This past week I was shopping new home communities in a Midwestern city. Although I was born in the Midwest and spent many years there, I really do not care much for cold weather and that white stuff on the ground is no longer as enticing as when I was a child and would eagerly take advantage of the opportunity to go sledding. But a new assignment is always exciting and I was looking forward to seeing what the local housing market had to offer.
In one community that I visited I was warmly greeted by a young lady named Susan who welcomed me to the development, presented a brief introduction to the property, the area and the builder and then escorted me through the models homes. When we returned to the sales office Susan began her closing presentation which started with the following pitch: “My builder has just reduced prices by $40,000 and now the homes are even a better buy than they were three years ago. With the current low interest rates, now is the perfect time to buy.”
Although this happens rarely, I was stuck for a response as there were so many thoughts that came rushing through my mind, such as “well that is a great starting point, but how much lower will the builder go?” Or, “$40,000 does not seem like much as my home lost 40% of its value over the past three years”. Or, “gee, don’t you even want to know if I liked the homes?”
Susan could become, I suppose, a good new home salesperson. But it was obvious that she was both new to the business and totally untrained. She never qualified me for the home. She never found out anything about me except my name. She never had me become involved in the sales presentation. All she had to offer was a price discount without her first having established for me the underlying value.
Shortly after I first entered the homebuilding business, I was contacted by a citizens group who were interested in developing affordable housing in one of the northern suburbs of Chicago and my wife and I drove up to the north shore one evening to visit with this group at one of the member’s homes, a rather palatial estate on a bluff overlooking Lake Michigan.
After the meeting we were sitting around visiting and my wife, who was talking to one of the ladies in the group, complimented her on the necklace she was wearing. The woman responded that she had bought it in Morocco and asked my wife, “You have been to Morocco, haven’t you?” At the time, my wife and I were in our mid-twenties; we were certainly not wealthy and had definitely not been to Morocco. Until that evening, we were rather proud of the fact that we had managed to travel to England, France and Italy within the first few years of our marriage.
But driving home that evening my wife turned to me, related the conversation and said, “the next time I encounter that woman (I believe she actually used a different term to describe her), you can bet that I will tell her about our recent trip to Morocco.” And within three years, we had made that trip but, unfortunately for my wife, we never again encountered that woman.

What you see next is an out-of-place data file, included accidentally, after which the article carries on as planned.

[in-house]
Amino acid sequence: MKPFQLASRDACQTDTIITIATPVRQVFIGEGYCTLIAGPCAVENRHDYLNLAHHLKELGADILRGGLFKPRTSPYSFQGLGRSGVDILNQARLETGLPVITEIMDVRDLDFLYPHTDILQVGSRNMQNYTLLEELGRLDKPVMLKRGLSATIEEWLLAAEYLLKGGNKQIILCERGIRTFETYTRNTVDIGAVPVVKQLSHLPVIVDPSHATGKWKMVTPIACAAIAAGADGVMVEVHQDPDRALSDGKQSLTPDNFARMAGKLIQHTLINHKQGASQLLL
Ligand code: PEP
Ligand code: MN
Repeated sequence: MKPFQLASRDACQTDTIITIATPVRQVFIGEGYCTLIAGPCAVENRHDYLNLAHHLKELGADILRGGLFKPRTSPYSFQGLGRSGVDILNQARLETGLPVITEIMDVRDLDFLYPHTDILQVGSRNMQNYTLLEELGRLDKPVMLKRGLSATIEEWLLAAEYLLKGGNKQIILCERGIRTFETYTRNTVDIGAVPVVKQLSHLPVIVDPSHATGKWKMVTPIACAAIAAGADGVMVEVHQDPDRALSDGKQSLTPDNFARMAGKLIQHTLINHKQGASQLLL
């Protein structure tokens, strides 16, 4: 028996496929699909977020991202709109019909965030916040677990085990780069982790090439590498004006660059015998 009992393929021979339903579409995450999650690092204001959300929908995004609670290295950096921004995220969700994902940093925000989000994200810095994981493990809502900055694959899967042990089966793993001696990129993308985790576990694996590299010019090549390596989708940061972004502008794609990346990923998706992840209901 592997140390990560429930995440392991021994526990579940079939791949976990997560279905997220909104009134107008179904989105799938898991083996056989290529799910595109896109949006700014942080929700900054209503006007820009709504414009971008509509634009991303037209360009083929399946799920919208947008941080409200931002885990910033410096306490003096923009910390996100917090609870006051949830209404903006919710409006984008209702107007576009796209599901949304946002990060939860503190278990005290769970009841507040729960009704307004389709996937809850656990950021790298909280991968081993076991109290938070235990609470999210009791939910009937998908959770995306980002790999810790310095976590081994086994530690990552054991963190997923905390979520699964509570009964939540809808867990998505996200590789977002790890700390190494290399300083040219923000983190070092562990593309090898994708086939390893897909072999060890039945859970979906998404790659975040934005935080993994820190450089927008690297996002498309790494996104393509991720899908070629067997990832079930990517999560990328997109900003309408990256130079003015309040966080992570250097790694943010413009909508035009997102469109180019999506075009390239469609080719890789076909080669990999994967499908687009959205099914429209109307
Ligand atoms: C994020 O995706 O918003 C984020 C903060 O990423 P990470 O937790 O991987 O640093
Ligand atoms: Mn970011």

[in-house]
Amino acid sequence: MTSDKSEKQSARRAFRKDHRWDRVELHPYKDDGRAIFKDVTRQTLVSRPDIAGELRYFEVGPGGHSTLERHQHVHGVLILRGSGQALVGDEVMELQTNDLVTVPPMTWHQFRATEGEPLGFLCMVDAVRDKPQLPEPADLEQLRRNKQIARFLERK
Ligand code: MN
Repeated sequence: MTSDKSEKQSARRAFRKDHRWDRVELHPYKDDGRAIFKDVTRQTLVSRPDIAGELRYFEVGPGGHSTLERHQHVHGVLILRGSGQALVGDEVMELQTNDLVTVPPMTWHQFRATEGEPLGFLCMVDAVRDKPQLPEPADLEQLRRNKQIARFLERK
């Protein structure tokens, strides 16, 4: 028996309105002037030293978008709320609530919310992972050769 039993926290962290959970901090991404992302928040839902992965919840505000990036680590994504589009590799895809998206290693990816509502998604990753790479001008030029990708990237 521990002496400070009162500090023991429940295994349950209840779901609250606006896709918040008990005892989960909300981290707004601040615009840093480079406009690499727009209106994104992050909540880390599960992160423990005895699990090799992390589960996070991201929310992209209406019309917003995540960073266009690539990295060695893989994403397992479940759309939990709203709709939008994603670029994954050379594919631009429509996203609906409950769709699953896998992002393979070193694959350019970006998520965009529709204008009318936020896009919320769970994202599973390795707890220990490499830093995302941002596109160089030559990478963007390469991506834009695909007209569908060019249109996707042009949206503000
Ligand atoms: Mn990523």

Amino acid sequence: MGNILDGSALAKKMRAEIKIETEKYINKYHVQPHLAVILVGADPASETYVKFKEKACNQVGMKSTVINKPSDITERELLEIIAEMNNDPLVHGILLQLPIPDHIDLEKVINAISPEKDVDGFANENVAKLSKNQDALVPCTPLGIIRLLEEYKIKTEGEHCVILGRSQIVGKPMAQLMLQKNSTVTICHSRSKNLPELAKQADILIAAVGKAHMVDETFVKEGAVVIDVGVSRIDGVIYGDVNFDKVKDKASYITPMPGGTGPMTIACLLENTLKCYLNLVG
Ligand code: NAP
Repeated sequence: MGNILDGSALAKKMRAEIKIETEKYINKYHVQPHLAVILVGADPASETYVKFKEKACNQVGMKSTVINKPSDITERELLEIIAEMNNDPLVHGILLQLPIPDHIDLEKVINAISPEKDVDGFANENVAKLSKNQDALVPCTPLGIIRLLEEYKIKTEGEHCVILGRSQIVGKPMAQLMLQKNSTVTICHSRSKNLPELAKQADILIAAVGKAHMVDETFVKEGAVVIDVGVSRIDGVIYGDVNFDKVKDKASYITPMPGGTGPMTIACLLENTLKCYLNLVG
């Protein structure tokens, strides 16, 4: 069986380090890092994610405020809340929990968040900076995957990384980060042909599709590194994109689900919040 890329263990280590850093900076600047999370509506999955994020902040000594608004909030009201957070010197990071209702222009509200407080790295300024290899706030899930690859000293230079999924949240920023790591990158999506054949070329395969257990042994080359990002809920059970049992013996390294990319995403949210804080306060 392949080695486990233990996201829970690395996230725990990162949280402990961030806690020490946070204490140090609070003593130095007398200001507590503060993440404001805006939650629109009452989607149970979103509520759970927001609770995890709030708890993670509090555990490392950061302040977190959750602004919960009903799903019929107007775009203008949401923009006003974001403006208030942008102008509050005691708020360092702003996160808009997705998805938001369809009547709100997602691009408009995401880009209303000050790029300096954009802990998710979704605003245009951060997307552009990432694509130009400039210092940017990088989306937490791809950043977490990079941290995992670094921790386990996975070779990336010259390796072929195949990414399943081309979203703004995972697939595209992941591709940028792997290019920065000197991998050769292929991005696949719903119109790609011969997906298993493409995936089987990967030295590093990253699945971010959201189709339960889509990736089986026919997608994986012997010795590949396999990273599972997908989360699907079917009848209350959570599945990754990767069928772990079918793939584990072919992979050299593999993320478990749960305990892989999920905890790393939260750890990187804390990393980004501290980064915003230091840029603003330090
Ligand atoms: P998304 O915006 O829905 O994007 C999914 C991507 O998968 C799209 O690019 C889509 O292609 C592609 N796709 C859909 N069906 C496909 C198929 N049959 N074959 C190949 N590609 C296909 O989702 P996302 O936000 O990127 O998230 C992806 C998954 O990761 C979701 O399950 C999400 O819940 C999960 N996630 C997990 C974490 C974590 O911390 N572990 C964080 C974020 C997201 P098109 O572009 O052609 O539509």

To the best of my knowledge, that was the only trip we have ever taken that was motivated primarily by spite. And in all fairness, it was a wonderful vacation. But remembering that trip got me thinking about motivation and the fact that now, more than ever, we need to understand what motivates a customer today to assist them in buying a new home.
When I first started in this business, the motivation of our buyers was fairly simple and homebuilders addressed the needs of the market. Buyers purchased to fulfill the American dream of homeownership. Housing was a secure investment; appreciation usually ranged from two to four percent per year and home values seldom decreased in value. While certainly modest by the standards of a few years ago, that increase in value met the needs of our buyers. By the time the mortgage was paid off, there was typically a substantial nest egg remaining for their retirement needs above the cost of their new move-down home or condominium.
Certainly the business of homebuilding has changed in the past few years, especially from the sales side. Housing became more than just a home in the first half of the past decade, it became an investment commodity. We really did not need to know how to sell as the “build it and they will come” philosophy proved true. Our salespeople became order takers. We saw rapid and dramatic appreciation in housing values in most markets, unfortunately immediately followed by equally rapid and dramatic depreciation, and then came the foreclosures and short sales.
And now the market has returned to “normal” and we have lost, at least for the next several years, any potential for selling the great investment value of housing. But I read a Facebook post today which said that “housing is still the best investment in your family!” And I remembered that was the tried and true selling proposition when I started in this business and that is where we have returned today.
Most of the people selling new homes today never lived through the days when that was the only tool we had available to make the sale. So for the “newbies”, let me share what I believe to be the basics of new home sales. To determine the motivation of a prospective purchaser, all we have to do is ask the proper questions. And the answers will provide the basis for an individually crafted and personally relevant approach to both the demonstration and the closing, variations on the central premise that “a new home is still the best investment in your family”.
Now that we have returned to the need to sell our new homes, perhaps we should consider training our new home sales people to be professionals and learn how to sell. Of course, that would require that we hire back the sales managers and spend money for training, both internal and external. But that’s just my opinion.
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